in either contract that conflicts with the contemporaneous understanding to which Shimko
has testified. Accordingly, the integration clauses do not preclude the court from taking
Shimko’s testimony into account when determining whether Shimko “leased” the
equipment back to JWT.
D. Disputed Facts
With the integration clauses out of the picture, there can be no doubt that a
reasonable factfinder could conclude a leaseback arrangement existed as the term is defined
in the regulations if Shimko’s version of the facts is credited. According to Shimko, he
agreed to transport shipments on JWT’s behalf in the IC Agreement in exchange for
compensation. To do so, he granted them the use of a truck and trailer that he “owned”
under the regulations. This constitutes the kind of “arrangement” that the regulations deem
a “lease.”6 See 49 C.F.R. § 376.2(e).
Accordingly, the jury could find defendants liable for violations of those regulations
(including, first and foremost, that the lease be “written,” id. at § 376.11(a).) Cf. Bonkowski,
2004 WL 524723, at *3 (“Because the agreement was entirely oral, it violated the
regulations.”). Having failed to establish that the Truth-in-Leasing regulations do not apply
on the undisputed facts, defendants are not entitled to summary judgment on this theory.
To constitute a “lease,” an arrangement must also be “for a specified period.” 49 C.F.R. § 376.2(e).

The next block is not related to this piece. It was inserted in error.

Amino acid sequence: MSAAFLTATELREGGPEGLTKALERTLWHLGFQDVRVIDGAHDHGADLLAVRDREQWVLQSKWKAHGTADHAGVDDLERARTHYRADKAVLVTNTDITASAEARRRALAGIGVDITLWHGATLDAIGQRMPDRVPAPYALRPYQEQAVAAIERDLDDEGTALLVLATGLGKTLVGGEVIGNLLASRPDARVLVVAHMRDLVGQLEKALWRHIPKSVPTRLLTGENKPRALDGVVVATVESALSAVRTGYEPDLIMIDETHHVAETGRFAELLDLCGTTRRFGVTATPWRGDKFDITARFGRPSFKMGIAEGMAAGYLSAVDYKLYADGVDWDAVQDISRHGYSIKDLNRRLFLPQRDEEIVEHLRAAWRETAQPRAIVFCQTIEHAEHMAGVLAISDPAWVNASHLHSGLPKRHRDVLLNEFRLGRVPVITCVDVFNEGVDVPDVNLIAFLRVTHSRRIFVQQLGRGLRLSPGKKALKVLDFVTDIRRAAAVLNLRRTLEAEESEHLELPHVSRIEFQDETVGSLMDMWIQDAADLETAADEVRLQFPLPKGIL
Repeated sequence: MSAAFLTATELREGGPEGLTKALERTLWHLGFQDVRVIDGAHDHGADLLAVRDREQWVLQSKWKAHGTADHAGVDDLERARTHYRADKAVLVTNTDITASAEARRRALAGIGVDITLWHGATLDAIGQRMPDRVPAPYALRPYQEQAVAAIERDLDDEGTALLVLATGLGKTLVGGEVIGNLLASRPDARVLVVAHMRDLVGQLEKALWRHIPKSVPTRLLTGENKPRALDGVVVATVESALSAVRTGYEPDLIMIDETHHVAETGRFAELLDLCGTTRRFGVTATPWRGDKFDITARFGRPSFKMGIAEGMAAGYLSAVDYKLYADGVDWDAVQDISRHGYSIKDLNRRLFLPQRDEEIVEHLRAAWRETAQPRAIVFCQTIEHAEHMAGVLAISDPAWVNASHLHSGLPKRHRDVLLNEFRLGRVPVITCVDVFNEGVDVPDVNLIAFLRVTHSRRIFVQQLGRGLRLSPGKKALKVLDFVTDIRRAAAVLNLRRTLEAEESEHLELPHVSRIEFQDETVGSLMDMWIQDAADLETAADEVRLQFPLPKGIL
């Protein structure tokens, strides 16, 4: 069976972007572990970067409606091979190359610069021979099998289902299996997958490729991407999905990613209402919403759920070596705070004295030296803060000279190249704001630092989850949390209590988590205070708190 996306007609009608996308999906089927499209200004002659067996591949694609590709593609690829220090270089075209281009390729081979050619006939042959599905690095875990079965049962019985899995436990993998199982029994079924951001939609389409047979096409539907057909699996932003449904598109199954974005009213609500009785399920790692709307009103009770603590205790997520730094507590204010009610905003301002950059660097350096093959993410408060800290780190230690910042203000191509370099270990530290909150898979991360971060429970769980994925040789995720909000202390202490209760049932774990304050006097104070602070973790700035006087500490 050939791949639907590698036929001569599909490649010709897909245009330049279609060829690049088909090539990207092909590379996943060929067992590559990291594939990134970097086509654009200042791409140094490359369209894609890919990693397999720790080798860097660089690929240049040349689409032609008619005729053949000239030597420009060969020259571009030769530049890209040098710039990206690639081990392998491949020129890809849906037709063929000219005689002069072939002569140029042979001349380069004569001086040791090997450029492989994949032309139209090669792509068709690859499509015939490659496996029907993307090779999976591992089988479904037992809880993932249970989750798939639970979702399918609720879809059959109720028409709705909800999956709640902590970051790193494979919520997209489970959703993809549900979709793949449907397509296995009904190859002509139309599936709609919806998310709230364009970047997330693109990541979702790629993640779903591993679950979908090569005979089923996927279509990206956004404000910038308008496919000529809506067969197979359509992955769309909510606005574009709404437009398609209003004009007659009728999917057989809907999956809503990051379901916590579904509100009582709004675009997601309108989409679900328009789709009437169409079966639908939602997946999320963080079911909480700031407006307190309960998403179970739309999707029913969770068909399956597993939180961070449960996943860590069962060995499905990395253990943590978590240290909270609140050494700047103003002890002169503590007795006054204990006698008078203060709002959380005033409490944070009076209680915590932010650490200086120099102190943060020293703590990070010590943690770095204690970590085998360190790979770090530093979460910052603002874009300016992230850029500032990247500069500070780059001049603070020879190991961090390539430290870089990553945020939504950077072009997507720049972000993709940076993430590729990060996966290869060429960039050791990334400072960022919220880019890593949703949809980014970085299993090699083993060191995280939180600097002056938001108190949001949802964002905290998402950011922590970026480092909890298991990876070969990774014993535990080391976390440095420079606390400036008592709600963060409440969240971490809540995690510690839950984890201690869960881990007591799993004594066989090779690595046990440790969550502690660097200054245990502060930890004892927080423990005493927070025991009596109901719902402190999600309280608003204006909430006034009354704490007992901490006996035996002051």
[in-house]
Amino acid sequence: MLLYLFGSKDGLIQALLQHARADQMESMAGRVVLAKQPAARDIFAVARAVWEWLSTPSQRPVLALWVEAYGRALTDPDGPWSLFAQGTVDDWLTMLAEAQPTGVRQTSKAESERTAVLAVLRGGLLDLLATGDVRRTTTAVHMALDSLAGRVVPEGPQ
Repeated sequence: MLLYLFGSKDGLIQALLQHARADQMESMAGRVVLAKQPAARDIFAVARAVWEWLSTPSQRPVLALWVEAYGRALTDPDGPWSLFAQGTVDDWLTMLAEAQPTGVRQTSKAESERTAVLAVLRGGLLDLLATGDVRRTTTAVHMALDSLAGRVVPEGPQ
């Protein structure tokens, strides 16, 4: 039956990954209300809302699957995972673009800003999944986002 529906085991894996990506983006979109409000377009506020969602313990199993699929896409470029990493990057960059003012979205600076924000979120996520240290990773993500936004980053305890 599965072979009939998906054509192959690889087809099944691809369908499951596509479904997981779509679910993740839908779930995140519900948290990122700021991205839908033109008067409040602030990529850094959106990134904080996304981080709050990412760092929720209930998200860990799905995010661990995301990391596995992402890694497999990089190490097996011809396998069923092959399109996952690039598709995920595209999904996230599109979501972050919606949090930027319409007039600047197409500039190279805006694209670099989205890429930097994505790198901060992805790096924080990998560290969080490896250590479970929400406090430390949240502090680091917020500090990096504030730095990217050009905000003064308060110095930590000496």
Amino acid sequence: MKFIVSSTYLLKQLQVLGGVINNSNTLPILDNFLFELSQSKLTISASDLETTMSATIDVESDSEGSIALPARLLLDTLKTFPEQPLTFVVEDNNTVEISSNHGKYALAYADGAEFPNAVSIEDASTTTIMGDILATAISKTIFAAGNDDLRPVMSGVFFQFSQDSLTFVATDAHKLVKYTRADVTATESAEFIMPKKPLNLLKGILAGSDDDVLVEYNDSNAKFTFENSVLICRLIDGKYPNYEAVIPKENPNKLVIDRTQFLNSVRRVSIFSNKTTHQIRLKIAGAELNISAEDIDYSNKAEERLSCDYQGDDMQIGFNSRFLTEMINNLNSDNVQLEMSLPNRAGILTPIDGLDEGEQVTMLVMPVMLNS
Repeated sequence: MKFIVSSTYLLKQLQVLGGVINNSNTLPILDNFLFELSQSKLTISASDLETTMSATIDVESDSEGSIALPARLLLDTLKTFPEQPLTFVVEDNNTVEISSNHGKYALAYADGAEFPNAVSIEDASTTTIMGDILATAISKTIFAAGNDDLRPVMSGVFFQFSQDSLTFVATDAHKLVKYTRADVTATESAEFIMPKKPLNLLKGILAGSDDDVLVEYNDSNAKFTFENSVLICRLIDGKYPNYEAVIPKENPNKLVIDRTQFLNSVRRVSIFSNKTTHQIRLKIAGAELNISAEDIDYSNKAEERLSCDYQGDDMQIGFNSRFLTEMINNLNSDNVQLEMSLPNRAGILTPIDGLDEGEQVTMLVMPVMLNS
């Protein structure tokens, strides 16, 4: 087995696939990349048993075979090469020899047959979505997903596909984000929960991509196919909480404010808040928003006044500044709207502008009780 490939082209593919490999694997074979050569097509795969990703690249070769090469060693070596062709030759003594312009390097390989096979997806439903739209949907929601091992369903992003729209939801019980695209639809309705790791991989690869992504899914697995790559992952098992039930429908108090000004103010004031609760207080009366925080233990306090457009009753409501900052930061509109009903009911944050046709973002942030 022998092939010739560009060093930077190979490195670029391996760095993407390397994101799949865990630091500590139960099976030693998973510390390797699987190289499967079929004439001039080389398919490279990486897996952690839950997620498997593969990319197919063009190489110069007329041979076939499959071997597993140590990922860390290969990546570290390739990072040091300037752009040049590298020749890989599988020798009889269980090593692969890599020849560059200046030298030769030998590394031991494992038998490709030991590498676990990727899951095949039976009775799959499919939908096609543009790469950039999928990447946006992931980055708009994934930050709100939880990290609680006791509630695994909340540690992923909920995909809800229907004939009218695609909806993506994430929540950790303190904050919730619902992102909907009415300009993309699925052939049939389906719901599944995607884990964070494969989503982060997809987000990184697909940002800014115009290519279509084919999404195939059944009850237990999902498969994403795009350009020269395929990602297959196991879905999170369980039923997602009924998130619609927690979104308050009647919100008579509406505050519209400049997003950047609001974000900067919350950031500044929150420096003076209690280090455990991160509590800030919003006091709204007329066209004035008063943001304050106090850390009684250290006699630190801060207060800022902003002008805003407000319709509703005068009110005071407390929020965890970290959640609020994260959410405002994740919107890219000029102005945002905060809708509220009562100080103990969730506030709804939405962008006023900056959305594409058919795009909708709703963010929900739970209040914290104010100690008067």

The IC Agreement itself does not contain an end date but instead can be terminated by either party
upon seven days’ notice. In contrast, the Equipment Lease is effective until December 31, 2009
(two years from the date it took effect). Since the equipment from the Equipment Lease is the
equipment being used in the leaseback arrangement, the trier-of-fact might infer that Shimko
granted defendants the use of the equipment for a two-year period under the terms of the entire
arrangement (if not the IC Agreement).
II. Henry Wagner’s Involvement
Defendants also ask the court to grant summary judgment on behalf of Henry
Wagner, at least, on the ground that he was never involved in JWT’s business and so cannot
be held liable. Individuals, as well as companies, can be held liable for a violation of the
Truth-in-Leasing regulations. See 49 C.F.R. § 390.13 (“No person shall aid, abet, encourage,
or require a motor carrier or its employees to violate the rules of this chapter.”). However,
the text of the regulations does not appear to impose strict liability on the employees of the
authorized carrier. Rather, they must “aid, abet, encourage, or require” a violation before
they are considered liable. If Henry Wagner was entirely uninvolved in JWT, as defendants
contend, then he presumably cannot be liable for the alleged Truth-in-Leasing violations.
Most of Shimko’s proffered evidence on this point fails to create a genuine dispute of